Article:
So what? I am in no way suggesting that productivity articles are inherently bad or should be avoided; I am suggesting that these types of articles are appealing to a certain need or insecurity. I’m learning to be aware of this when browsing articles and pay attention to how you feel before, during, and after reading them. Are these tips helpful? Is it motivating to see others succeeding in these areas, or does it increase self-doubt?
For individuals who attended post-secondary education, this new push to be productive comes after years of increased stress and pressure to achieve — it isn’t such a “new” pressure at all. According to a 2016 study, 60.6% of post-secondary students felt above-average to tremendous stress in the past 12 months (and this was before a global pandemic). Putting pressure on yourself to add a side hustle, or incorporate an intense workout or writing routines into your life after completing an already intense four (plus) years is asking a lot of yourself.
So what? I recognize that it’s important to make money to pay off those loans and to, you know, survive, but it is okay if it’s not above and beyond what you need to do at the moment. Taking time to just do what you need to survive is also okay. Enjoy slowing down a bit after you graduate, and only pursue those productive practices if it’s what you want and is good for you and your mental and physical health.
Setting up to fail
When all we see are promises of success, it makes mistakes or slow periods feel like failures. Think back to Atwood and Scholtz’s statement about self-doubt and fear of failure characterizing this period of life. Reading about the success of others can be extremely motivating and inspiring, and that can be helpful when trying to achieve goals or develop a specific lifestyle; however, combining fear of failure with nothing but success stories only serves to amplify mistakes when we make them.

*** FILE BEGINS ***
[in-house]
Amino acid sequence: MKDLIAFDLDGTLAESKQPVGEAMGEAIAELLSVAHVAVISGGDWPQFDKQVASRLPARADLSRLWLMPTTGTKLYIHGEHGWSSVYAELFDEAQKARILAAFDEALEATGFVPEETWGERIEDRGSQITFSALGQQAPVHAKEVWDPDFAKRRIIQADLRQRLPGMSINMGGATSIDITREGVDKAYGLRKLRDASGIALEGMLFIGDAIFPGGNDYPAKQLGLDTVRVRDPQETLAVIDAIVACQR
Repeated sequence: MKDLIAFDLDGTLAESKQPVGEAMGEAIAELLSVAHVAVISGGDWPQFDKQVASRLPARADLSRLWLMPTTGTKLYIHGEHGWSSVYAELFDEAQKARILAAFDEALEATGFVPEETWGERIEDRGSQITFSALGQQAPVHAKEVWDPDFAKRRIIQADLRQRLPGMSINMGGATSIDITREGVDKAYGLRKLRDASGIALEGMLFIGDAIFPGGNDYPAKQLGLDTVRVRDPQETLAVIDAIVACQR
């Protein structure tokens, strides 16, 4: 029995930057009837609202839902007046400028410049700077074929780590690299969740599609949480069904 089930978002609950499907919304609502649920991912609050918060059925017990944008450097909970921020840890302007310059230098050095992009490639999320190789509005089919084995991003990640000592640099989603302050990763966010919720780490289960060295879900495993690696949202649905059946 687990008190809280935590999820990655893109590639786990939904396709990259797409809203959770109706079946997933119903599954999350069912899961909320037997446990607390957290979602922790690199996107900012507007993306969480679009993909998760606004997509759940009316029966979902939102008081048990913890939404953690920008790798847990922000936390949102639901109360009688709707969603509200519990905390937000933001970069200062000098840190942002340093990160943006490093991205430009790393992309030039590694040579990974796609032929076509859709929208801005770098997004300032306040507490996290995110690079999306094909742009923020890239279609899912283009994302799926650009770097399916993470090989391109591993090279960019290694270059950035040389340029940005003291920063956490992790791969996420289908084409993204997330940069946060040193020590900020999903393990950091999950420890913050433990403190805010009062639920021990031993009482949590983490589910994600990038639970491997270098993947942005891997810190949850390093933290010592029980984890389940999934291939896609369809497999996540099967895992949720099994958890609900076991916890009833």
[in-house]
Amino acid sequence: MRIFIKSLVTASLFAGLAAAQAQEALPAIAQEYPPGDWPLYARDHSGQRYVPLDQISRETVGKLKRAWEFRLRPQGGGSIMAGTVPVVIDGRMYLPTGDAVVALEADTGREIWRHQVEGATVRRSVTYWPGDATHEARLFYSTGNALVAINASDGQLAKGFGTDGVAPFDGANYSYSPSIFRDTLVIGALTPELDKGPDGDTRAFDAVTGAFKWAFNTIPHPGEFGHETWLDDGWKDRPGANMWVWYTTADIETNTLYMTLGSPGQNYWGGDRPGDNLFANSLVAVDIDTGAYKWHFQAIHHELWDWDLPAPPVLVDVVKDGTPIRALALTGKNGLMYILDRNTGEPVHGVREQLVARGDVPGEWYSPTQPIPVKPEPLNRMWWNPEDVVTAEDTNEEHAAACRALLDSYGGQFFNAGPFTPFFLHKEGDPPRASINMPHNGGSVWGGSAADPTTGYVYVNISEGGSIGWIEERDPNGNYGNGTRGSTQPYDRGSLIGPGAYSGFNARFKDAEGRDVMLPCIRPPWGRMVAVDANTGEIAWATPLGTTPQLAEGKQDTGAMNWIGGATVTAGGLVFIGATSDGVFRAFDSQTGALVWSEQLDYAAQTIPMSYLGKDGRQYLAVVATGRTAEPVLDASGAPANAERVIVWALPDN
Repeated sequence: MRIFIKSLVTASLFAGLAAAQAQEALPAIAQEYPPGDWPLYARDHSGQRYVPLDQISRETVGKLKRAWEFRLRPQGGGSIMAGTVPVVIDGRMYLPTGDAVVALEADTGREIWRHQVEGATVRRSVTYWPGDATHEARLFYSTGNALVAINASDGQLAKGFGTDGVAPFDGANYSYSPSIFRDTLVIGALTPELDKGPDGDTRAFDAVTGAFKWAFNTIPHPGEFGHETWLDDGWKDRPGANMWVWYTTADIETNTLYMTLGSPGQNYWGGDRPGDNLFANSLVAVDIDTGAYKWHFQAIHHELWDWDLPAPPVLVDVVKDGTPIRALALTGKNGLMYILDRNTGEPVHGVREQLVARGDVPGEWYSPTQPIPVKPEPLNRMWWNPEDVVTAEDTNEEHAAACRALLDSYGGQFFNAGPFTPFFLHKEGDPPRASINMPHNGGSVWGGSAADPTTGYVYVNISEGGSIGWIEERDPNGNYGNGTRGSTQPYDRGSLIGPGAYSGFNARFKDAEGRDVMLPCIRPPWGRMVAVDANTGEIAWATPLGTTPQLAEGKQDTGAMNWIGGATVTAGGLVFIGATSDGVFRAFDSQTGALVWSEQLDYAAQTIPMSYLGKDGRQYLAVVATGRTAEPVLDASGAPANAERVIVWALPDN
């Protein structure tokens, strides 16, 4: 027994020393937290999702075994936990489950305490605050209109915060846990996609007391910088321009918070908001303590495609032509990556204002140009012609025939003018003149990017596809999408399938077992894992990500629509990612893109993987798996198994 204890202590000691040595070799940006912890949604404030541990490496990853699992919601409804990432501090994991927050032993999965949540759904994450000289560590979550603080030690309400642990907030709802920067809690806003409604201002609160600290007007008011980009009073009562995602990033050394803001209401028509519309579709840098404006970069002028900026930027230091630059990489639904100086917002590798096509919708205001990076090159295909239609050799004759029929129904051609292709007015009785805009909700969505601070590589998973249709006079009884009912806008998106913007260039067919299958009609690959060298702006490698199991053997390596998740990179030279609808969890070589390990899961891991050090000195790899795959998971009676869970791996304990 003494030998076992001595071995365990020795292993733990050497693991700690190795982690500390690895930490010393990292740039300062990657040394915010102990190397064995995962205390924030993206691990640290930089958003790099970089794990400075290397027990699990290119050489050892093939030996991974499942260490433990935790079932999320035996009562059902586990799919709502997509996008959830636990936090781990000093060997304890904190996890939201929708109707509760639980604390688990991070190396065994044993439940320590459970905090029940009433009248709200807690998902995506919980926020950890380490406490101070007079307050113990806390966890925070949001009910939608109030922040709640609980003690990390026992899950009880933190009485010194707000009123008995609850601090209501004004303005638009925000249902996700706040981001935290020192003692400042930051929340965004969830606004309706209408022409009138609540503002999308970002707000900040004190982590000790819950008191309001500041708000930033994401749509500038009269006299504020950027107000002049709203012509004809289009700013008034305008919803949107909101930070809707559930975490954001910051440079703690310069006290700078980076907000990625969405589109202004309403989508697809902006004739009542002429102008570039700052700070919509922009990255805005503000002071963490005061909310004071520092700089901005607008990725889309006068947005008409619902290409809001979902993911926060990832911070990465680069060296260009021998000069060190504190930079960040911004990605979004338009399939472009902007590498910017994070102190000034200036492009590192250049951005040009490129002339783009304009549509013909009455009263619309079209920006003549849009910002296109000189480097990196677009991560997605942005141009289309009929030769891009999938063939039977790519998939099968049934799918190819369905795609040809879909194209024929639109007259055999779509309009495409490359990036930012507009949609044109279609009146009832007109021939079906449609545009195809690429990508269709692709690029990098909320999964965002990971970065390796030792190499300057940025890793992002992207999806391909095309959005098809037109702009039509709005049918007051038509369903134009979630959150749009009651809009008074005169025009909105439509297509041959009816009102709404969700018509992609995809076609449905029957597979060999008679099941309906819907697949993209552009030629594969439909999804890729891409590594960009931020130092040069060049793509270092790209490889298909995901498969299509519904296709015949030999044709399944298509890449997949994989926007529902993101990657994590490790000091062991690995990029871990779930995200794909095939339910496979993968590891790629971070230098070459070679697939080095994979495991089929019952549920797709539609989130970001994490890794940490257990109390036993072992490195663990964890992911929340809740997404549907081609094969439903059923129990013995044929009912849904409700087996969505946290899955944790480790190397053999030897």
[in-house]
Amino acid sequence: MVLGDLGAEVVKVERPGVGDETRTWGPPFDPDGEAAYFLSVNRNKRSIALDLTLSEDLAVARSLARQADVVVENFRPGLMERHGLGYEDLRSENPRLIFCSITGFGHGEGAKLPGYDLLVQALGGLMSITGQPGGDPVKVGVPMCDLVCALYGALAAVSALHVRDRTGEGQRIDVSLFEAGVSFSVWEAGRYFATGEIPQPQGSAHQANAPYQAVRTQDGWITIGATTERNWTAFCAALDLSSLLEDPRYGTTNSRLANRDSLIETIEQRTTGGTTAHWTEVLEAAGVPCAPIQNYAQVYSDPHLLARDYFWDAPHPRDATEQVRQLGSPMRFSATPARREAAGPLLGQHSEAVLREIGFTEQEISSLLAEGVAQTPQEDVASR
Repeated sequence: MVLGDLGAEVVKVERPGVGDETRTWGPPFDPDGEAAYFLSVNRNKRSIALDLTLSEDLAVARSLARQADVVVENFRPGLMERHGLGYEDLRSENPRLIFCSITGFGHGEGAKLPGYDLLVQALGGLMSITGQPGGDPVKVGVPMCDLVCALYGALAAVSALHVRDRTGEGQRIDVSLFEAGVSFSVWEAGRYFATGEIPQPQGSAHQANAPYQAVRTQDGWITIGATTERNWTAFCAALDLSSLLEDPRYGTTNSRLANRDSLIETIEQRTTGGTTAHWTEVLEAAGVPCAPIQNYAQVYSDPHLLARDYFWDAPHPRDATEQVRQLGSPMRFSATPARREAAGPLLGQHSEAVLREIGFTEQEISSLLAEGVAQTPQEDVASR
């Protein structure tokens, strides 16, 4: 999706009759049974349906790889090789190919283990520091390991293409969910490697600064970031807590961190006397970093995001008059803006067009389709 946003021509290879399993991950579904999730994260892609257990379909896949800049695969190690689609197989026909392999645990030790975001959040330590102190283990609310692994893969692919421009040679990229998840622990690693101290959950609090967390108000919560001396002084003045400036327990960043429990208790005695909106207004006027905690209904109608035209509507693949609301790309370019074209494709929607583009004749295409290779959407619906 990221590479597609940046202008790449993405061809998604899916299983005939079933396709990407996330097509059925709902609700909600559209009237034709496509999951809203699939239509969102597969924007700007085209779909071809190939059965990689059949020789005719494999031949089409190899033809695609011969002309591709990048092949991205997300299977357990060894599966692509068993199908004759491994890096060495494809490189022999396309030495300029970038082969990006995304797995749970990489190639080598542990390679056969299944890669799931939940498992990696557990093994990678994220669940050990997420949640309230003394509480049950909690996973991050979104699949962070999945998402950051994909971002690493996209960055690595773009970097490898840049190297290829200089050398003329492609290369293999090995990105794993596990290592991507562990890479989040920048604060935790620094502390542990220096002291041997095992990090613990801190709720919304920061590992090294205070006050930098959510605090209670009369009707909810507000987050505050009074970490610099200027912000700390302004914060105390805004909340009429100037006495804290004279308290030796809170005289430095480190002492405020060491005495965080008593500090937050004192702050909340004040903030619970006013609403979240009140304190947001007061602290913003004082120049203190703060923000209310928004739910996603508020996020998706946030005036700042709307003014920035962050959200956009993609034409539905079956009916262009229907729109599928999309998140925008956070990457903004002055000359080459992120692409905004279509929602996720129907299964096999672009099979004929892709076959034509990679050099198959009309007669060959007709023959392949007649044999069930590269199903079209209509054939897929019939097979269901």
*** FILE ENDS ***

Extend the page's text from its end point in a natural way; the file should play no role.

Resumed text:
So what? progress isn’t infinite. Failure is part of life. As the Ecclesiastical poet wrote, “to everything there is a season.” Embrace your season of productivity, and celebrate that season in others, but recognize that seasons change and productivity ebbs and flows.
We are in a position to find productivity-based content to be appealing. We want what these articles promise because of our own insecurities, be they imposed by ourselves or by society. We seek a sense of fulfillment, but also have a fear of failure.
As you consume productivity content, contribute your own advice, and share your self-improvement successes, keep these things in mind:
- Recognize that this article was likely written for someone like you in mind, with your sense of inadequacy and self-doubt.
- Be aware of how you’re feeling before, during, and after consuming this content. Is it motivating you, or reminding you of insecurities? Balance the self-improvement success stories with those reminding you of the value of other things.
- Remember that you don’t need to hustle through your twenties. You’ve already accomplished things you can be proud of; it’s okay to do just what you need to for now.
Appreciate the season you’re in, whether it’s marked by productivity or times of rest, or an artful balance of the two.